• Max Rutherford
    I have always been interested in the mind and in spirituality...
  • Julie Catt
    I found that thinking psychologically came easily to me, even as a kid. When I started working in the field at the tender age of 21, the awe and privilege I felt in participating in another's growth made it clear that this was the right path for me....
  • Nerine Strachan
    I noticed a natural ability to converse with, and understand others. People seem to trust me very quickly and open up, naturally feeling safe in my presence. This combined with personal challenging experiences, led me to study counselling. This study was not only theoretical but a process of self discovery, which developed my natural abilities further so that I can effectively help others through the therapeutic relationship....
  • Annie Gurton
    After years of living a rich, full life, I found myself at a cross-roads around the year 2000. Unsure how to proceed or which path to follow, I tentatively explored the role of therapist and counsellor. I found that people responded well to my listening and interventions. Since then I have trained in Human Givens, which is now my main modality. In addition I have several other approaches in my toolbox including Freudian, Adlerian, Rogerian Person-centred, Attachment Theory, Family Constellations, Imago Dialogue, NLP, and I am a...
  • Claire Stephensen
    As a child I dreamed of being a dancer or musician and in my teens, I was drawn to health. It was during my early 20s that I realised that it is impossible to separate mental health from the arts – which led me to studying a little bit of psychology before undertaking a Masters of Music Therapy. ...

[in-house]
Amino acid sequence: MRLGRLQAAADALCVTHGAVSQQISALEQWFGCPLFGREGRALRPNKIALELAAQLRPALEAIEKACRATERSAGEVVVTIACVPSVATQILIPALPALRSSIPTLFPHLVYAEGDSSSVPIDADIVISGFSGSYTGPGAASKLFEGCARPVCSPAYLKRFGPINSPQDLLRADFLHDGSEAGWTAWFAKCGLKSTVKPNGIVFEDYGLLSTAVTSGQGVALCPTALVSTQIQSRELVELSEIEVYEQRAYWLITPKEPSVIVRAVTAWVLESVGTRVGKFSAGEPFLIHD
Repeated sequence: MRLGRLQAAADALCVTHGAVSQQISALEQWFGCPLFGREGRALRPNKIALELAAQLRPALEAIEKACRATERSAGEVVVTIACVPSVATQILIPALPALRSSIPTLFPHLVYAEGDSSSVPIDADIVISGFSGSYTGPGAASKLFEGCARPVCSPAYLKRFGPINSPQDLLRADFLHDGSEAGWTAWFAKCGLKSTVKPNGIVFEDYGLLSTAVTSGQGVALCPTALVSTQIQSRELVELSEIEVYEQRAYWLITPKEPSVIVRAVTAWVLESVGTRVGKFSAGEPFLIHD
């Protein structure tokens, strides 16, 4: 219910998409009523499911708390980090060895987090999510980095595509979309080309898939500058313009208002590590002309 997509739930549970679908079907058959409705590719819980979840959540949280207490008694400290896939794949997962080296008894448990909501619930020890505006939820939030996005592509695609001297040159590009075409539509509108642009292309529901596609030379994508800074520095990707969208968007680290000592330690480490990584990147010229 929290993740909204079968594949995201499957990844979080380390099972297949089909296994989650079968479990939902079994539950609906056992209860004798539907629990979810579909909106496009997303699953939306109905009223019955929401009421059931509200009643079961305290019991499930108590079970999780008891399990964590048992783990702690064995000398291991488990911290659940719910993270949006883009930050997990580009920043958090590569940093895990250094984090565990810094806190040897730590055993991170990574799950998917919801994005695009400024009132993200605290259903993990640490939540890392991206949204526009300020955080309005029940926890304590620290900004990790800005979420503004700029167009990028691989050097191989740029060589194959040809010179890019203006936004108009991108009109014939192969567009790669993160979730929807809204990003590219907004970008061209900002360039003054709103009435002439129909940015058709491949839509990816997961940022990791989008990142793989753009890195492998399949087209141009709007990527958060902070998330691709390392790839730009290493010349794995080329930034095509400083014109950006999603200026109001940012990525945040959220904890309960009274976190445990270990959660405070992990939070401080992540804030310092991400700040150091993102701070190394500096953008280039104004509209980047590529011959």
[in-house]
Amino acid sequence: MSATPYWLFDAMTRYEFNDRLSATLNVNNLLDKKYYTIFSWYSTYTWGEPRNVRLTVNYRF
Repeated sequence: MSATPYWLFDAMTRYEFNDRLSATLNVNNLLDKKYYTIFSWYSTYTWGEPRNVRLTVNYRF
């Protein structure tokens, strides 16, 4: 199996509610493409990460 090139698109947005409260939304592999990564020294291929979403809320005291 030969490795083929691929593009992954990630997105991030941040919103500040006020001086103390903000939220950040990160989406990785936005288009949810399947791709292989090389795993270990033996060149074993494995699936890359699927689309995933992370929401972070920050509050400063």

• Liz Scarfe
    I'd like to think I knew what led me here, but really, life and the directions it takes us is such a mystery, I probably don't know the full story. I started studying Process Oriented Psychology because I saw the depth of insight and awareness about life that it could give me - which is a deep kind of power. So was at first a very personal healing journey because Process Oriented Psychology demands the student do a significant amount of their own therapy, in part because therapy is so much about our capacity to connect with...
  • Odhette Aaronfeld
    An encounter with two people who had had open heart surgery. I wanted to sit with each person and listen to their story, their fears, understand what knowledge they lacked that was making their journey through this ordeal even harder. Having worked in aged care as a registered nurse I had been able to spend time with residents and their families and give them more holistic care. A busy cardiac ward is not a place that time moves slowly or patiently in. This made me think that there is work to be done. People need someone that...
  • Loretta Pederson
    Connecting with people and offering care has been important to me since I was quite young. I am also interested in finding ways to address injustice, and see my professional and volunteer work as part of living out this commitment....
  • Geoff Heard
    I first studied massage, and was intrigued at the way people would, week after week, re-create in their bodies the tensions I had massaged away the week before. This led me to investigate the mind-body connection, and eventually to study Somatic Psychotherapy, in which mental, emotional and physical experience are seen as not only connected but as facets of a greater whole....